I first heard of David Icke on the Terry Wogan show in 1991. I was about nineteen at the time. Icke had once been a famous footballer, until his career was cut short by arthritis. He then went on become a BBC television sports presenter. The reason why he was being interviewed by Terry Wogan was because he had recently published a book called The Truth Vibrations, where he claimed to have undergone profound spiritual changes and was in contact with beings from a higher dimension. The audience was very amused. Even more amused when Terry asked him if he was the Son of God. Not given time to explain the difference between a son of God and the Son of God, hilarity ensued. For me, the outrageous nature of this made the Wogan interview one of the unforgettable moments of television, and the name David Icke was firmly locked in my mind, forever shelved under messianic crackpot. Well, not quite forever, it seems.
Earlier this summer, whilst browsing the website of Christian conspiracy theorist Mark Dice, I came across an audio interview of Mark interviewing David. I thought it was a strange combination of interviewer and interviewee, given their opposing backgrounds, and so I got curious. I can’t remember what specifics in the interview caught my attention, but I was enthused enough by David’s presentation to seek out some of his books.
I chose I Am Me, I Am Free first, primarily because I was more interested in Icke’s spiritual views than his conspiracy theories or his radical theories about shape-shifting reptilians. Why was I not put off immediately by the knowledge that he believes reptilians are walking among us in human bodies? I don’t know. Maybe the Mark Dice interivew sounded too sane, and maybe the fact that I couldn’t marry this sanity with the outlandish claims created a sense of intrigue in me. In any case, I chose not to jump straight in with his reptilian book, The Biggest Secret, but rather to break myself in gently.
I Am Me, I Am Free disturbed me from the first chapter. And it disturbed me because it was chipping away at a closed-minded attitude that I possessed and didn’t know I possessed. It disturbed me because it seemed to be right. Some way into the book, I felt that I was finally starting to understand the greatest spiritual battle of my life: the battle between athiesm and Christianity. Icke woke me up to the “mind prison” that is conventional science – the idea that the world should only be understood in terms of “this is all there is,” that the burden of proof is the only measure of rational thought. But wait, he doesn’t stop there. He also makes an attack on religion, too. This was the most problematic aspect of the book, because I was a Christian as I was reading it, and had been consistently a Christian for about seven years.
But for the first time in my life I started understanding that there was an alternative to dogmatic religion and equally dogmatic science. And that alternative was the pursuit of truth without any attachment to an “ism,” without the necessity of taking on a strict set of beliefs, without fear of damnation. Just the breaking free from closed-minded assumptions you’re not even aware of and the openness to all possibility. I dared to deconstuct my Christian beliefs and start again from the ground up. Guess what? I can’t accept the Christian view of reality any more. One personal example of this (not from the book) is the way we can encounter things in the Bible like God commanding the Israelites to slaughter the men, women and children of Amalek (1 Samuel 15). We can’t understand this, so we put it on a shelf in our mind, thinking that we’ll get an explanation some day. But you know, it never comes down the from shelf. It just gathers dust. But you start to wake up to some of the craziness you’ve allowed yourself to believe, when you dare to deconstruct your beliefs and attempt to put them together again. Suddenly the bricks don’t fit as neatly as you thought they did.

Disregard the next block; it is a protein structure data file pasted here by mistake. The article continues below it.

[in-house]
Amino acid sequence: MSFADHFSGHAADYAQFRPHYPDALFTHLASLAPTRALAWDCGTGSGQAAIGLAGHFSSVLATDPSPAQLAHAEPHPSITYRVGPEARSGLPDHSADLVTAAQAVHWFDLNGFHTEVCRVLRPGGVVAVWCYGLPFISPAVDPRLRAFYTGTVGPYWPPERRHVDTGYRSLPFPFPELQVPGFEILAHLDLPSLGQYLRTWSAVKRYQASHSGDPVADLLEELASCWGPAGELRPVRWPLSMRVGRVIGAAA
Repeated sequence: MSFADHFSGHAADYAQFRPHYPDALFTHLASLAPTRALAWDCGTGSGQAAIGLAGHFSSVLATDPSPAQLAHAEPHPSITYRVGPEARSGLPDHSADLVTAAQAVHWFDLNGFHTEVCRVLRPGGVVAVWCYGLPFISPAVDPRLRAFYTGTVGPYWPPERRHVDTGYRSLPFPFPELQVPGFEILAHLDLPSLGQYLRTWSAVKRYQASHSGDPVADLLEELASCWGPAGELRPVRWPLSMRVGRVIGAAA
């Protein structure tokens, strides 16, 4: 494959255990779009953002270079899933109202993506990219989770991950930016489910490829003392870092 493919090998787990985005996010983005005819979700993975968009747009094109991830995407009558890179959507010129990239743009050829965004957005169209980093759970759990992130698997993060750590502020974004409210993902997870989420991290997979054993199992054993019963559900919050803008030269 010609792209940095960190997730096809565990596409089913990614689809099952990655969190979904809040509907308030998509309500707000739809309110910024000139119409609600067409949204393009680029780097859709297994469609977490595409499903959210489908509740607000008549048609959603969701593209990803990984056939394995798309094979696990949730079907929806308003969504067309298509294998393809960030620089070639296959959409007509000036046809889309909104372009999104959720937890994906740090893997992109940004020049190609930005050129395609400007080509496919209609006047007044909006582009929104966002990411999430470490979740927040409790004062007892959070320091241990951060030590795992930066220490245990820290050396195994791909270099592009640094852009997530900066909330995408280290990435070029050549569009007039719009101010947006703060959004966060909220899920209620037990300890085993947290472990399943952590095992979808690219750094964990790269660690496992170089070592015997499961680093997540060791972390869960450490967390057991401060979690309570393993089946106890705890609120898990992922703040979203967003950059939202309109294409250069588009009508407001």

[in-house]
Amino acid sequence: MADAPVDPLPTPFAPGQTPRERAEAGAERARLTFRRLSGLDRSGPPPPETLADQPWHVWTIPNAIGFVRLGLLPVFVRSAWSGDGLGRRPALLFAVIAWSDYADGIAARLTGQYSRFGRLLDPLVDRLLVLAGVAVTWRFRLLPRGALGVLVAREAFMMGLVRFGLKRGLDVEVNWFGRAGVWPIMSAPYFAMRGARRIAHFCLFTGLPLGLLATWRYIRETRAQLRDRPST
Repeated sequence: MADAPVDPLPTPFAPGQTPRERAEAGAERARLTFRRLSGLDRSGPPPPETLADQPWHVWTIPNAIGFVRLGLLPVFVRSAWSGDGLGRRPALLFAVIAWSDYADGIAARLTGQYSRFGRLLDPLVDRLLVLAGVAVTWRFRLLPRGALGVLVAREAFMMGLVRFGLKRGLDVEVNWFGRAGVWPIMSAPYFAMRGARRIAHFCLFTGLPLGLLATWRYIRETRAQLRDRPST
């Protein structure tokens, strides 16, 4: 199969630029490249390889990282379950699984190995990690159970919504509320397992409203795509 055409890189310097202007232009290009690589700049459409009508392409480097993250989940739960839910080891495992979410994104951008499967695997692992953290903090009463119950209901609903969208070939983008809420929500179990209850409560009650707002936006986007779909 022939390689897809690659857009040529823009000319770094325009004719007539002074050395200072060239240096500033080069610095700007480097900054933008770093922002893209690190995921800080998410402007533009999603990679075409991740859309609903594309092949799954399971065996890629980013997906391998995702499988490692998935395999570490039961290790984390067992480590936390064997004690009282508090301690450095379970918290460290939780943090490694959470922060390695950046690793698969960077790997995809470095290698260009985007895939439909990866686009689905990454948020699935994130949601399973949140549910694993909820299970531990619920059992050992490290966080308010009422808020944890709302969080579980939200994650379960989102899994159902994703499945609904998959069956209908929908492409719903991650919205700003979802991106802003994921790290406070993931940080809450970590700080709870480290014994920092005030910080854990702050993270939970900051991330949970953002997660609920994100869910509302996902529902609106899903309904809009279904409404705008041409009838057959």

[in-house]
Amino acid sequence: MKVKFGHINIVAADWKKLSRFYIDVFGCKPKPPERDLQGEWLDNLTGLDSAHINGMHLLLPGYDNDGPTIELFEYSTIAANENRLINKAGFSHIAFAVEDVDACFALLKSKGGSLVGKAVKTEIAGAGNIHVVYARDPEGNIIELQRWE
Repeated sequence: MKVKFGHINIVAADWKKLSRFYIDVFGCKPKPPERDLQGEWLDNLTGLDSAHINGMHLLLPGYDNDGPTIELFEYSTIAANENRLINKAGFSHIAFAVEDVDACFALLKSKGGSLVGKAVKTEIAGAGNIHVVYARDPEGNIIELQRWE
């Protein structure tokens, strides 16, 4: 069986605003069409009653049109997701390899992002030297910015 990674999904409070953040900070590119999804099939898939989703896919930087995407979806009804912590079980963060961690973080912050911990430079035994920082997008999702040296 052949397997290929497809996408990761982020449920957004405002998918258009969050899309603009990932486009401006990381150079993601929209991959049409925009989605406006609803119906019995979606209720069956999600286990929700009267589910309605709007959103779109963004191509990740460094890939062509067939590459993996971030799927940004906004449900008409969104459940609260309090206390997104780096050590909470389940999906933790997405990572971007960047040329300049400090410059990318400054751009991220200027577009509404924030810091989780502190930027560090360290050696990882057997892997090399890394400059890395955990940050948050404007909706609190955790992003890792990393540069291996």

The book covers much more ground than I’m mentioning here. There’s some excellent material on self-esteem and a particularly difficult chapter on mind control, which makes some terrifying claims that need further verification. But it’s the sort of book that contains much in the way of self-evident truth, and it’s the sort of book that you don’t have to accept hook, line and sinker. You can gain something from it and leave what you find unacceptable.
For me, this was a totally life-changing book. I didn’t expect this to happen to me when I started out. I know the world is full of people making all sorts of claims to enlightenment, and I don’t consider myself an easy man to fool. Richard Dawkins didn’t get very far with me. I’ve been waking up to a lot of things over the past few years, and this book has served only to step that awakening up a gear.
David Icke is an extremely important thinker in today’s world, and I am a better person for having discovered his books.